The 27th anniversary of Rabin’s assassination comes days after elections with Lapid, Netanyahu speaking.
Israeli Prime Minister Yair Lapid spoke Sunday at a memorial ceremony in Jerusalem for the late prime minister Yitzhak Rabin, assassinated 27 years ago by a young extremist.
“As fate would have it, this commemoration for Yitzhak Rabin, comes just days after the State of Israel went to the elections and came back again divided, again angry, threatening to again to split between us and them,” Lapid said.
“Rabin’s murder was an attempt to assassinate the very ideology of a life. We barely survived it, but the wounds have not yet healed. It is our job to heal them every day anew. We are here together. Religious and secular, right-wing, left-wing and centrist. The differences of opinion are deep, real, sometimes necessary, but above all we have a shared responsibility. The IDF (Israel Defense Forces) is all of us, the police are is all of us, the justice system is all of us,” the premier continued.
Lapid recalled that an “absolute majority of Israeli citizens are not ready to let hatred rule their lives. We must decide now, at this moment, where the country is going. We are close to the point of no return, but it is still in our hands. We can still change direction.”
“The government I led lost the elections last week. I’m not going to waste my life hating whoever won. I’m not about to turn my back on those who didn’t choose us. Those who believe in Israeli democracy when they win must also believe in it when they lose. We will fight to return to power. This is also Rabin’s legacy, this is also part of his biography, never give up on this what we believe in,” he said.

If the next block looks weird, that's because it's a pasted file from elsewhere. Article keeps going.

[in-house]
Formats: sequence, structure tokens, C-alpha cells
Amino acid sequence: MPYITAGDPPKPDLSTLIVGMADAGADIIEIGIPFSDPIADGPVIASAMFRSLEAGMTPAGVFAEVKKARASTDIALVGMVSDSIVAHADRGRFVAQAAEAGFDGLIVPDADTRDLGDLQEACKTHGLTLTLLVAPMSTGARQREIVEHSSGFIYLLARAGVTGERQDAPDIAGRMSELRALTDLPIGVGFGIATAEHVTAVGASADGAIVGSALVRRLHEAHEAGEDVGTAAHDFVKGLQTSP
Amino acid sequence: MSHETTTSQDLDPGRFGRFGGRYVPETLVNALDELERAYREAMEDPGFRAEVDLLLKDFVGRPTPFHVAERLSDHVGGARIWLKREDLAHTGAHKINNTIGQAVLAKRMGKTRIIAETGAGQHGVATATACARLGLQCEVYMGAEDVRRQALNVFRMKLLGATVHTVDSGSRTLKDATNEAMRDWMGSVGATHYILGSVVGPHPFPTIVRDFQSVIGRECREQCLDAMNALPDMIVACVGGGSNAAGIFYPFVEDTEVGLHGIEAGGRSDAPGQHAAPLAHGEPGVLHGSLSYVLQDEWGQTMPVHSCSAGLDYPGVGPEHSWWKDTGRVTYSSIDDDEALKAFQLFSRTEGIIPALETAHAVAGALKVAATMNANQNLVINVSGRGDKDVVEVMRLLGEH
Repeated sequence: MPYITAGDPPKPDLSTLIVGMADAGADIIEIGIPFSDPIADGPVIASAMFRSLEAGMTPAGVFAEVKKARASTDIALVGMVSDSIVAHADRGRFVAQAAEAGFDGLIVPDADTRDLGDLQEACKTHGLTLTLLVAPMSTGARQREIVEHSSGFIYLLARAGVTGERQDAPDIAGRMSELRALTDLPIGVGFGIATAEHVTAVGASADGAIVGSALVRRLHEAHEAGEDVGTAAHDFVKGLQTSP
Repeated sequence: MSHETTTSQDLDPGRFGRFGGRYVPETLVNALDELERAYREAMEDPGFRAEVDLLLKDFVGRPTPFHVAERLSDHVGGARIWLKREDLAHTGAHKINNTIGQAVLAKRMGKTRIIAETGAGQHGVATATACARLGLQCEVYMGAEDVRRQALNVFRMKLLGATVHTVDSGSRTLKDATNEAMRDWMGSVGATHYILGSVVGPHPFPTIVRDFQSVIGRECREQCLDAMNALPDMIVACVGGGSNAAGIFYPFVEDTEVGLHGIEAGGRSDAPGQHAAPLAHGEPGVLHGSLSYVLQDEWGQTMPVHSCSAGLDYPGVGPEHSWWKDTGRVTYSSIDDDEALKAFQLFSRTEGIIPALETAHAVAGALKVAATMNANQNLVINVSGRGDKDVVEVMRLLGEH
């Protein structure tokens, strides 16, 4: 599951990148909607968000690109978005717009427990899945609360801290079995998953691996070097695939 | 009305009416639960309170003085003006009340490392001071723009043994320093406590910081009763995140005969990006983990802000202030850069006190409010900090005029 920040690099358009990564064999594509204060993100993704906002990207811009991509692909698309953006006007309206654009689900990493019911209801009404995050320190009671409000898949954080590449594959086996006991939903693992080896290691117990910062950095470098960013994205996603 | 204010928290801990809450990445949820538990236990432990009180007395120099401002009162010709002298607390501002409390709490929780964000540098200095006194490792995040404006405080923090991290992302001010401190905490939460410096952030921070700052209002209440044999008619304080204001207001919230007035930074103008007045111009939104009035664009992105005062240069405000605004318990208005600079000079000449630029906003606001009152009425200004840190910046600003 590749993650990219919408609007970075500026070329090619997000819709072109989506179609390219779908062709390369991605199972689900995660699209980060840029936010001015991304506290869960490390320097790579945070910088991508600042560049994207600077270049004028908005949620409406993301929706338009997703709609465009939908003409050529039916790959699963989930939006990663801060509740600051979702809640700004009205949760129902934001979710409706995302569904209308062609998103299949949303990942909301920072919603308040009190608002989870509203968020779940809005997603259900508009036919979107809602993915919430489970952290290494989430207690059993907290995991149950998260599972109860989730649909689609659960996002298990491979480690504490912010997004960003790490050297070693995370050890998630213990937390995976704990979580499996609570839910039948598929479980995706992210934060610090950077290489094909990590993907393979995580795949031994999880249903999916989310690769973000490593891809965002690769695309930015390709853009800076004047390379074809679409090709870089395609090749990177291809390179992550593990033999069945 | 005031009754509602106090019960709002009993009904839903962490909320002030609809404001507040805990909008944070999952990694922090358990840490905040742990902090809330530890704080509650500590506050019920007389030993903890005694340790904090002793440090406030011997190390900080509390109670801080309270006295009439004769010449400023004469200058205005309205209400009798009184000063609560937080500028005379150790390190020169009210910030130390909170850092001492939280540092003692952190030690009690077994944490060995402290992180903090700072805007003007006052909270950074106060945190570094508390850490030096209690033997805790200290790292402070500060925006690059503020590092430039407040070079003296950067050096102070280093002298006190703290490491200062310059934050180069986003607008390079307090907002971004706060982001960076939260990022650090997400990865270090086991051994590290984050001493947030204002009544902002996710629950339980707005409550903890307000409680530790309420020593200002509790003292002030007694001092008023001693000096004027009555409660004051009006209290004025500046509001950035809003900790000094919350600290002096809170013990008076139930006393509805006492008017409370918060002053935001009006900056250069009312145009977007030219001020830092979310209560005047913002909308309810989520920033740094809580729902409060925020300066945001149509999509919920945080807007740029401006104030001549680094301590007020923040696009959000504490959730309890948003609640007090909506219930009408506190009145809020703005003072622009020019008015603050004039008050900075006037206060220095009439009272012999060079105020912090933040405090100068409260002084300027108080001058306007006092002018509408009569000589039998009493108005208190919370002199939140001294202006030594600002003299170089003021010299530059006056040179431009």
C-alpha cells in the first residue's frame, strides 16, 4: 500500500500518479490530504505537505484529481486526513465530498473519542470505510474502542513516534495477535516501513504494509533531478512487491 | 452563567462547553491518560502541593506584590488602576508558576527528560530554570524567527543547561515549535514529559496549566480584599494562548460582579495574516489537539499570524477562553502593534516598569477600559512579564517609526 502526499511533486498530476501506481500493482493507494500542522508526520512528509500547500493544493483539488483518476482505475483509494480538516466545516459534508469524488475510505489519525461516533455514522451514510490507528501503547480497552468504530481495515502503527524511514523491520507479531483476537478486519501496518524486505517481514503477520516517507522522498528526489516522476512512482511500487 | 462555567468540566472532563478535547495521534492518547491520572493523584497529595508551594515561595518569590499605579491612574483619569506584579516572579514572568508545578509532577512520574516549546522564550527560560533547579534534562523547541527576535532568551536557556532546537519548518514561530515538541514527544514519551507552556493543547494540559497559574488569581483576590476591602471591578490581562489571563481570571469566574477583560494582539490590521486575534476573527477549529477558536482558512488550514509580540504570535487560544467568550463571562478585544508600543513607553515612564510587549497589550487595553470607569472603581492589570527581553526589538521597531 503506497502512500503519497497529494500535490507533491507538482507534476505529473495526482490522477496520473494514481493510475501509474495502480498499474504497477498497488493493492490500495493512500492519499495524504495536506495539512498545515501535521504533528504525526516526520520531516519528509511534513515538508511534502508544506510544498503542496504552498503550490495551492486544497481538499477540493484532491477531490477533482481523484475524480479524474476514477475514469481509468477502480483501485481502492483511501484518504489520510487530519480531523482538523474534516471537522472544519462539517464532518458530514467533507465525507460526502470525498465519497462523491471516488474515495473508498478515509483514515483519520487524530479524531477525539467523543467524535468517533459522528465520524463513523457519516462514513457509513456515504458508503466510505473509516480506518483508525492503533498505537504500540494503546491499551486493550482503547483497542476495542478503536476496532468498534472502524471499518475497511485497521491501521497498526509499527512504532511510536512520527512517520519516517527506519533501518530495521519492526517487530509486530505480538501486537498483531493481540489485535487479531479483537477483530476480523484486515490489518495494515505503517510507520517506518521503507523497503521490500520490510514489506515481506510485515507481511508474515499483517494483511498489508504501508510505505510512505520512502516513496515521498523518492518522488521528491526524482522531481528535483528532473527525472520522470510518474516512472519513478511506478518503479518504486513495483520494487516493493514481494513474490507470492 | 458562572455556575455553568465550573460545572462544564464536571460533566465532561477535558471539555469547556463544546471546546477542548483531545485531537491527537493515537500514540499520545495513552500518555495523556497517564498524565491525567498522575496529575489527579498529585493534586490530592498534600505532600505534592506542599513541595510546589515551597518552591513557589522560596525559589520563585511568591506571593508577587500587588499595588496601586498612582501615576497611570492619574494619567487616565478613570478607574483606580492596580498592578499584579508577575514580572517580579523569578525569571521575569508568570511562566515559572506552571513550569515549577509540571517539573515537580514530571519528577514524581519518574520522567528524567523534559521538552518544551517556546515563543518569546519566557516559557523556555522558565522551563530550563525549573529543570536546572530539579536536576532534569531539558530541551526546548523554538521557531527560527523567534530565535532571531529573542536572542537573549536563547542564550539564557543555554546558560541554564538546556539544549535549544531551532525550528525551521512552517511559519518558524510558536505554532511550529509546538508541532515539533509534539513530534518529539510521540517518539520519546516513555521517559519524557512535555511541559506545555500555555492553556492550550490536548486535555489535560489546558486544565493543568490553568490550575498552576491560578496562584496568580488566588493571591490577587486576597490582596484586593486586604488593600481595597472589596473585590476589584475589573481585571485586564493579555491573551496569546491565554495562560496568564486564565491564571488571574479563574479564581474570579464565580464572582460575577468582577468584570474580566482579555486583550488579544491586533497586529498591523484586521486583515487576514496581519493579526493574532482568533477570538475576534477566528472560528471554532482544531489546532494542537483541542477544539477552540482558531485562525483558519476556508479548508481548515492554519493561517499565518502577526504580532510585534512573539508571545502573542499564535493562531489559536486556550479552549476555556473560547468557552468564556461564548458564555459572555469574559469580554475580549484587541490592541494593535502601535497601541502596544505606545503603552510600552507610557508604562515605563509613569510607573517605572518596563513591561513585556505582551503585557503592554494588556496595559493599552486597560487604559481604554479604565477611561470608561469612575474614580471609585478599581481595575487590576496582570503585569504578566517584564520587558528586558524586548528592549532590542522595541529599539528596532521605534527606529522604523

While his bloc did not win enough mandates to be able to form a government, Lapid stressed that “the right answer is not to despair, but to fight for these values. Yitzhak Rabin was a soldier of the army of peace. I am a soldier in the army of democracy. This is the war of the times. We will protect the rule of law and the independence of the court over human dignity.”
“What we must learn from the life and death of Yitzhak Rabin is that love of country is above all love for the people who live with you in this country,” he concluded.
Incoming prime minister Benjamin Netanyahu spoke at a memorial for Rabin held at the Knesset, Israel’s parliament, after the ceremony at Mount Herzl.
The opposition leader called the murder of Rabin an “attack on democracy.”
“Yitzhak Rabin was a patriot. A lover of this country. He fought for Israel and managed the military and represented Israel in the world. Above all, he was an elected leader of the State of Israel,” Netanyahu said.
“The bullets that took his life remind us that we must never allow the fist to replace the force of convincing.”
Netanyahu vowed to work together in the spirit of Rabin, “despite our differences,” as he is about to become prime minister again with a right-wing bloc of 64 seats in the next Knesset.